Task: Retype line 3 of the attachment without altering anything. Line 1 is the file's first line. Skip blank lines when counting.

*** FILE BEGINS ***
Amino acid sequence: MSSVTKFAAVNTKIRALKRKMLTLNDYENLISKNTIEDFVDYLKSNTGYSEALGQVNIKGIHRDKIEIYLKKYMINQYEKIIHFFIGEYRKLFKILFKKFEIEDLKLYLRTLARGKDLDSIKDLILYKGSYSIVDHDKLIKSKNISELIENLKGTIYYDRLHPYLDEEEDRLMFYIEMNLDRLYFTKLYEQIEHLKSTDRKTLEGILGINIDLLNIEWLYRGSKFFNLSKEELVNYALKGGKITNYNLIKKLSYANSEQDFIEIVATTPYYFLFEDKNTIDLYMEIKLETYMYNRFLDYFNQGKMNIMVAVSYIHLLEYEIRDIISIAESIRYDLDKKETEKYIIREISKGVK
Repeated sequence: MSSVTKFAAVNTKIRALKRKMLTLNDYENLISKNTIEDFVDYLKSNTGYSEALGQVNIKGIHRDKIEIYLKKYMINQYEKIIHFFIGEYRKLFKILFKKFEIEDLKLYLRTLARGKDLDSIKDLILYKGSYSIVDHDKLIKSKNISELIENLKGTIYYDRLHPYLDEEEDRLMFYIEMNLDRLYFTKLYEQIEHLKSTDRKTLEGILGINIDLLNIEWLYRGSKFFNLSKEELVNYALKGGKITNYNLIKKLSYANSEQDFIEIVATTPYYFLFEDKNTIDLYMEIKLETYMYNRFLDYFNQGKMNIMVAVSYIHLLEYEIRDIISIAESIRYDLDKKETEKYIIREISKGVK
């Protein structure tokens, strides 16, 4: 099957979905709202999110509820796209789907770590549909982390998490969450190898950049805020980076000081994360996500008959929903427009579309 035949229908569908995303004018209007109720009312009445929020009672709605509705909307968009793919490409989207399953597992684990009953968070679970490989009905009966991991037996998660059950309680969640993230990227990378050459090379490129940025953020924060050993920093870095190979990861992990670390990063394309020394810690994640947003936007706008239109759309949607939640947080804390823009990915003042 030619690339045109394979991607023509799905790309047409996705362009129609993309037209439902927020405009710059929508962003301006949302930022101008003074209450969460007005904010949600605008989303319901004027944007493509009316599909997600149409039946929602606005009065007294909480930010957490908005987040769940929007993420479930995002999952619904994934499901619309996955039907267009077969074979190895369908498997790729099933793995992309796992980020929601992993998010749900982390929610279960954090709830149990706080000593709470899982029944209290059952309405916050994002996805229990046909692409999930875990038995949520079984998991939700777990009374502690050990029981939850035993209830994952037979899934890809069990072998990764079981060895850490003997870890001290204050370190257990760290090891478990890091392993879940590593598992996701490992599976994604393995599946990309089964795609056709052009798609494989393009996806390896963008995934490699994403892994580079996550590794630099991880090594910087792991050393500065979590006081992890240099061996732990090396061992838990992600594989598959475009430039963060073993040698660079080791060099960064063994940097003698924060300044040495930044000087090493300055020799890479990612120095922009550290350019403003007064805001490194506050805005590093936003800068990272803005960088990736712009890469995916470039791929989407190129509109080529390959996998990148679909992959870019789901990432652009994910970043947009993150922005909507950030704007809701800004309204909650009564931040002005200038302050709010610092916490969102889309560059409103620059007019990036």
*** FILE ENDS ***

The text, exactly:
């Protein structure tokens, strides 16, 4: 099957979905709202999110509820796209789907770590549909982390998490969450190898950049805020980076000081994360996500008959929903427009579309 035949229908569908995303004018209007109720009312009445929020009672709605509705909307968009793919490409989207399953597992684990009953968070679970490989009905009966991991037996998660059950309680969640993230990227990378050459090379490129940025953020924060050993920093870095190979990861992990670390990063394309020394810690994640947003936007706008239109759309949607939640947080804390823009990915003042 030619690339045109394979991607023509799905790309047409996705362009129609993309037209439902927020405009710059929508962003301006949302930022101008003074209450969460007005904010949600605008989303319901004027944007493509009316599909997600149409039946929602606005009065007294909480930010957490908005987040769940929007993420479930995002999952619904994934499901619309996955039907267009077969074979190895369908498997790729099933793995992309796992980020929601992993998010749900982390929610279960954090709830149990706080000593709470899982029944209290059952309405916050994002996805229990046909692409999930875990038995949520079984998991939700777990009374502690050990029981939850035993209830994952037979899934890809069990072998990764079981060895850490003997870890001290204050370190257990760290090891478990890091392993879940590593598992996701490992599976994604393995599946990309089964795609056709052009798609494989393009996806390896963008995934490699994403892994580079996550590794630099991880090594910087792991050393500065979590006081992890240099061996732990090396061992838990992600594989598959475009430039963060073993040698660079080791060099960064063994940097003698924060300044040495930044000087090493300055020799890479990612120095922009550290350019403003007064805001490194506050805005590093936003800068990272803005960088990736712009890469995916470039791929989407190129509109080529390959996998990148679909992959870019789901990432652009994910970043947009993150922005909507950030704007809701800004309204909650009564931040002005200038302050709010610092916490969102889309560059409103620059007019990036």